Technology continually evolves, posing a challenge to law enforcement as detectives tackle an increasing number of cybercrimes like cyberbullying and cyberstalking.
Annually, more than 2,000 victims of cyberharassment approach Working to Halt Online Abuse seeking help — approximately 50-75 cases a week.
“Half the victims do know their harassers, and when they do, they are typically an ex; the other half have no clue who is harassing them,” stated Jayne Hitchcock, president of WHOA. “Another thing we’ve seen over the years is, when we first started, the majority of the victims were females and the harassers were males. But the past couple of years, we’ve seen more male victims and harassers are pretty much neck to neck male and female.”
WHOA’s website contains statistics compiled from victims who choose to complete a questionnaire. Between 2000 to 2012, a total of 3,787 questionnaires were completed. Of those victims, 54.25 percent reported their cyberharassment to either law enforcement, the harasser’s ISP(s), a web admin/moderator/web host, lawyer, social networking site, auction/for sale site, or other entity such as a school, employer, family or friend. In some cases, victims reported the harassment to multiple sources. But are police prepared to take these reports?
Hale Guyer, a retired special investigator with more than 32 years of law enforcement experience, stated in 1999 there was a big push on the federal level for a report on developing technologies. “Basically, (the report) said with Internet becoming more popular, there would be more of a challenge for law enforcement to keep up on it.”
Originally, federal and state agencies handled local agencies’ computer crimes cases. Then the numbers started to boom. “There is some catch-up needed,” Guyer said, adding rookies get basic training but often receive zero hours on the computer.
With this lack of training, Guyer said, it’s very difficult to take reports on cybercrimes, let alone investigate them. “Younger cops do slightly better handling them — they grew up with it (technology).”
Education, he continued, is extremely important when it comes to enforcing cybercrimes.
“The problem is if I drive down to a bank and pull a gun out — a traditional crime — I have everyone after me. If you take it into the world of technology, you have 1 to 3 percent (of officers) trained to enforce cybercrimes … you have a bigger payoff with only 1 to 3 percent of officers trying to put you in jail.
Presently affiliated with the Suburban Law Enforcement Academy and the National Law Enforcement Academy as an adjunct professor, and with the Office for Victims of Crimes as a training and technical assistant, Guyer has taught more than 100 classes to federal state, county and local law enforcement officers, giving them the tools they need to catch cyberlawbreakers.
“Detectives, once they understand how it works, don’t need me to teach them how to be cops,” said Guyer. Once they know how the bad guys are using technology, their investigative side just clicks.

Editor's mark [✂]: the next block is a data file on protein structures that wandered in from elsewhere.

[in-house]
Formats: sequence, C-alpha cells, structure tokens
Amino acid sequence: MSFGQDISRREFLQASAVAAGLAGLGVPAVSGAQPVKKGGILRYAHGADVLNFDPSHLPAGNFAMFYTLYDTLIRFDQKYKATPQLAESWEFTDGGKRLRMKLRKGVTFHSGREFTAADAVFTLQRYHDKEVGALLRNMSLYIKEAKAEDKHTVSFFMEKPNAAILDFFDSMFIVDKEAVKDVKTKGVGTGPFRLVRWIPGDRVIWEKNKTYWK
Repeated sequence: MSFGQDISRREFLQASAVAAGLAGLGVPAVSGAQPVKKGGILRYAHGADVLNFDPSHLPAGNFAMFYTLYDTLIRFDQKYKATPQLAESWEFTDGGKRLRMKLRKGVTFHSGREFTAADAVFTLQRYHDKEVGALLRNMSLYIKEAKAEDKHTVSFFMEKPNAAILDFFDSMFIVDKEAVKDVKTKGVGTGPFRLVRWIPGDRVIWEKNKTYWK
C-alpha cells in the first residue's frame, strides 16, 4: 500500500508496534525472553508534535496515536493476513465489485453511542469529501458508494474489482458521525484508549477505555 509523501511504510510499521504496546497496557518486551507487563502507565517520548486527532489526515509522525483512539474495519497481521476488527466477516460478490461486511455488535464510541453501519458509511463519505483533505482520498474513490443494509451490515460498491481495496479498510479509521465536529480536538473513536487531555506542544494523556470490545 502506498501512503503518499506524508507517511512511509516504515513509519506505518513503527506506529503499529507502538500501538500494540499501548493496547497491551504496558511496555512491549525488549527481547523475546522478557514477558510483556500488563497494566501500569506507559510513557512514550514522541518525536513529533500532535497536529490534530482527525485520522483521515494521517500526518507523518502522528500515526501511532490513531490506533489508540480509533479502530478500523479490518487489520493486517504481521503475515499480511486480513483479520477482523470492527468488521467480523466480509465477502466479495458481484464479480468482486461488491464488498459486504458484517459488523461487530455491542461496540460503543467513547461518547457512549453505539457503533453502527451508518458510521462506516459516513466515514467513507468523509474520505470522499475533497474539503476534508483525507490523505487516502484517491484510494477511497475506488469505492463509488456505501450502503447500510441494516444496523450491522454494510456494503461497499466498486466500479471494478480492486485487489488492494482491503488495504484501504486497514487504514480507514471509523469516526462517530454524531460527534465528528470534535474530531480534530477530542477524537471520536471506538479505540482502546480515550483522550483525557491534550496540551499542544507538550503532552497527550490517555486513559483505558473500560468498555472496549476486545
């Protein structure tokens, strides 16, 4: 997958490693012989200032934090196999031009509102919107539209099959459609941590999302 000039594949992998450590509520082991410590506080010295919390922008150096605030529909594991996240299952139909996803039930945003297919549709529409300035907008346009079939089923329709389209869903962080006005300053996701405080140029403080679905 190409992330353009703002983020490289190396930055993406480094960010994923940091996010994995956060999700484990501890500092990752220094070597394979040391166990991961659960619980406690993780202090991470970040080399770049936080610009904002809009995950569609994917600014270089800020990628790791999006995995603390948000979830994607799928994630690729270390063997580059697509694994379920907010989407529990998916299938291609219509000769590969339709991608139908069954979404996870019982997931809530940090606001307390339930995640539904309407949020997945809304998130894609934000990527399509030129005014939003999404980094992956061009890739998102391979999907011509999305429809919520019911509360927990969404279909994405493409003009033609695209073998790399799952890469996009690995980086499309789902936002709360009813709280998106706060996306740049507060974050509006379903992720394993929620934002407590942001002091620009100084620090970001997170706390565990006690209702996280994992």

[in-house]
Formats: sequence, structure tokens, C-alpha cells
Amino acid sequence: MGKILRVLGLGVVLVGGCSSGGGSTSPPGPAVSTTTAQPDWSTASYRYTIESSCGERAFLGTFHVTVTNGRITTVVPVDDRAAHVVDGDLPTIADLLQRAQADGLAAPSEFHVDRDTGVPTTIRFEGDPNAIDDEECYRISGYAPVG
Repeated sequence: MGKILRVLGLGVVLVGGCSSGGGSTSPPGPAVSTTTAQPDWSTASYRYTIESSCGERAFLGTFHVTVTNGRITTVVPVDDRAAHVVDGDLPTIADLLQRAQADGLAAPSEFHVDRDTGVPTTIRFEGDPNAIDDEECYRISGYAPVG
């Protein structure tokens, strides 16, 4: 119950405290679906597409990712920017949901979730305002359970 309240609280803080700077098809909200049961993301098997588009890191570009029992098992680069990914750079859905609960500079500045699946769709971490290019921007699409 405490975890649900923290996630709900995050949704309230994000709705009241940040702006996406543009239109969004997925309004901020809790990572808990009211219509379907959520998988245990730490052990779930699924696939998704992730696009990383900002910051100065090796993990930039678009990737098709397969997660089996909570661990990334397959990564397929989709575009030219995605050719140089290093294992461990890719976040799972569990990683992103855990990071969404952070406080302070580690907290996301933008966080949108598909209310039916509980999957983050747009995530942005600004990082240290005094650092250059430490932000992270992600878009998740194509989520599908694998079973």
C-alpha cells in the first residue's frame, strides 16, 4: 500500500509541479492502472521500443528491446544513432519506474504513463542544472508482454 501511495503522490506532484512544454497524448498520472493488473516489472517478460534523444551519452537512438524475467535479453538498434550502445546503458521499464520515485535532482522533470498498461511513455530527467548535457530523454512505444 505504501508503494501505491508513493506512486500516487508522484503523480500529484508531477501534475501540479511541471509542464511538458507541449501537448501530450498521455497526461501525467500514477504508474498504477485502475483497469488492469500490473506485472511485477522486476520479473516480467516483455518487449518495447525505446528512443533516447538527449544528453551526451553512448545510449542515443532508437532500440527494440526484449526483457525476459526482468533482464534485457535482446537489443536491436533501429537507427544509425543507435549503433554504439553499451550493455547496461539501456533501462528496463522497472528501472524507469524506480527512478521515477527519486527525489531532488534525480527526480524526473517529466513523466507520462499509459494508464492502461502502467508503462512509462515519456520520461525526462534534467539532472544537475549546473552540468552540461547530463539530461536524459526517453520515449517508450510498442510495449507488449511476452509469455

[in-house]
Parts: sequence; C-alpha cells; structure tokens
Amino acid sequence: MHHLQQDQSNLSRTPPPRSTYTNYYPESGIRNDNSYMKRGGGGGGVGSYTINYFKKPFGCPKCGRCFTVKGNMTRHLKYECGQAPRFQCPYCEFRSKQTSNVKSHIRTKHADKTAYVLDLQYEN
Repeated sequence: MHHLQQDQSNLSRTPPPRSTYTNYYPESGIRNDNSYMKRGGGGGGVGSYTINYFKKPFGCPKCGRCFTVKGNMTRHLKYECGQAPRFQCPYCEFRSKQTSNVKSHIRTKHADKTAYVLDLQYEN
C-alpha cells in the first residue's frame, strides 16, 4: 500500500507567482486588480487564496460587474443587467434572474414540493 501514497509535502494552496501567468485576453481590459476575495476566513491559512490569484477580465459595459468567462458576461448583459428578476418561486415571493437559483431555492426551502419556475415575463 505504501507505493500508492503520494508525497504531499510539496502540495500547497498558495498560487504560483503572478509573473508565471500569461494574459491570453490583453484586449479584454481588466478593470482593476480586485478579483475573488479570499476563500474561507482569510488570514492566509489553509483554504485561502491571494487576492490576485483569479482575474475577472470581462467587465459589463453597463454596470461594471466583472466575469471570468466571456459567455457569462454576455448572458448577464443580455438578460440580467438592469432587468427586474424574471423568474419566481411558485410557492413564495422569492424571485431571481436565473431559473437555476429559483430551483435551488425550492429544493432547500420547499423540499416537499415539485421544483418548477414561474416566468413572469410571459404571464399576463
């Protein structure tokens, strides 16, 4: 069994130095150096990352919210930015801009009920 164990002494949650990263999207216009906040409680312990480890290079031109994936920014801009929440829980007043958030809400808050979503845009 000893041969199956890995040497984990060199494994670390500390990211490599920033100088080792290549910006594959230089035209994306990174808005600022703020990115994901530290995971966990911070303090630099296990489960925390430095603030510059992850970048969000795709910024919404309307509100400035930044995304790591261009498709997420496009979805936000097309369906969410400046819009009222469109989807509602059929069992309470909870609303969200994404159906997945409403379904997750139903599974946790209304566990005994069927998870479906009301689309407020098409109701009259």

Among the skills assisting detectives are knowing how IP addresses and domains work, and how to trace emails. Screen capture programs and video capture programs also need to be used to save electronic evidence.
“They have to have a rudimentary knowledge of how to document and save evidence just like any other crime,” Guyer said. “Learning where evidence might be located that goes along with this. Metadata, or not readily seen data, can be found behind documents or imbedded into online pictures.”
Many people have GPS activated in their smartphones. Knowing how and where to look can reveal the geo-tag, which shows where that photo was taken.
When it comes to mild resistance to learn about technology, Guyer asks: Are you law enforcement? Do you take complaints? Are you called for advice? “You can’t teach how to safely drive an automobile without having driven one. You have to understand it. You have to be familiar enough with it to take a complaint and investigate it.”
Training can be expensive, though, and recertification also comes with a price tag. Larger jurisdictions often have cybercrime divisions, but smaller agencies have to grapple with tighter budgets
“The officer could then get pulled toward the private sector,” said Guyer. “Departments are then left questioning: Do we train someone else?”
Expensive schools are not the only option that will enable officers to do something of consequence. Another avenue is to approach higher-up agencies for assistance, like larger area cities or county sheriff departments.
“If they don’t have the expertise at that level, keep going up,” said Guyer. He noted several states have strong attorney general offices that handle cybercrimes; Homeland Security is another option. Some states also have task forces to which they ask local agencies to appoint an officer.
“There is a lot to it, and it’s not going away,” said Guyer. “If I haven’t taught a class in three to six weeks, I have to update the class curriculum to keep up.”